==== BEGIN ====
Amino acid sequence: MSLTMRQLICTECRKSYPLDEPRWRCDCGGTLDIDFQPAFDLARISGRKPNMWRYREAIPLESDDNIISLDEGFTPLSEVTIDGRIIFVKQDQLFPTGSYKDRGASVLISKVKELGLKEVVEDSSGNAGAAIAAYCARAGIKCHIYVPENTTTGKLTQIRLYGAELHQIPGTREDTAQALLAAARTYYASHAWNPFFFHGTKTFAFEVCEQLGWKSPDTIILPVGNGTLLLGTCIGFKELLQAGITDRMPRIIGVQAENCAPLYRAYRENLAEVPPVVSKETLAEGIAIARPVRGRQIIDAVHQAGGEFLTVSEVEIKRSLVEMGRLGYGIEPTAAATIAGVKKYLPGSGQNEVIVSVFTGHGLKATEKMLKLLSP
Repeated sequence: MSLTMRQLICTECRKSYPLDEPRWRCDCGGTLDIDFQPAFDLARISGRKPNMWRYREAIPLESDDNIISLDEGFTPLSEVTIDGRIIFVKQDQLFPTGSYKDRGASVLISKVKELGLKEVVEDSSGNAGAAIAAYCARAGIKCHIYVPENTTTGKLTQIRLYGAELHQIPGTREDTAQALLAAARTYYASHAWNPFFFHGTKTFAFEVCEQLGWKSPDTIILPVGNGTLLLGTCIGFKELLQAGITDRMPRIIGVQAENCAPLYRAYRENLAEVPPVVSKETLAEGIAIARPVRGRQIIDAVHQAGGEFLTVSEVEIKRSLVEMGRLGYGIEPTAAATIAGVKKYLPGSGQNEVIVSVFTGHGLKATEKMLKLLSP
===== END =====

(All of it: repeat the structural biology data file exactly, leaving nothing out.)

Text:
Amino acid sequence: MSLTMRQLICTECRKSYPLDEPRWRCDCGGTLDIDFQPAFDLARISGRKPNMWRYREAIPLESDDNIISLDEGFTPLSEVTIDGRIIFVKQDQLFPTGSYKDRGASVLISKVKELGLKEVVEDSSGNAGAAIAAYCARAGIKCHIYVPENTTTGKLTQIRLYGAELHQIPGTREDTAQALLAAARTYYASHAWNPFFFHGTKTFAFEVCEQLGWKSPDTIILPVGNGTLLLGTCIGFKELLQAGITDRMPRIIGVQAENCAPLYRAYRENLAEVPPVVSKETLAEGIAIARPVRGRQIIDAVHQAGGEFLTVSEVEIKRSLVEMGRLGYGIEPTAAATIAGVKKYLPGSGQNEVIVSVFTGHGLKATEKMLKLLSP
Repeated sequence: MSLTMRQLICTECRKSYPLDEPRWRCDCGGTLDIDFQPAFDLARISGRKPNMWRYREAIPLESDDNIISLDEGFTPLSEVTIDGRIIFVKQDQLFPTGSYKDRGASVLISKVKELGLKEVVEDSSGNAGAAIAAYCARAGIKCHIYVPENTTTGKLTQIRLYGAELHQIPGTREDTAQALLAAARTYYASHAWNPFFFHGTKTFAFEVCEQLGWKSPDTIILPVGNGTLLLGTCIGFKELLQAGITDRMPRIIGVQAENCAPLYRAYRENLAEVPPVVSKETLAEGIAIARPVRGRQIIDAVHQAGGEFLTVSEVEIKRSLVEMGRLGYGIEPTAAATIAGVKKYLPGSGQNEVIVSVFTGHGLKATEKMLKLLSP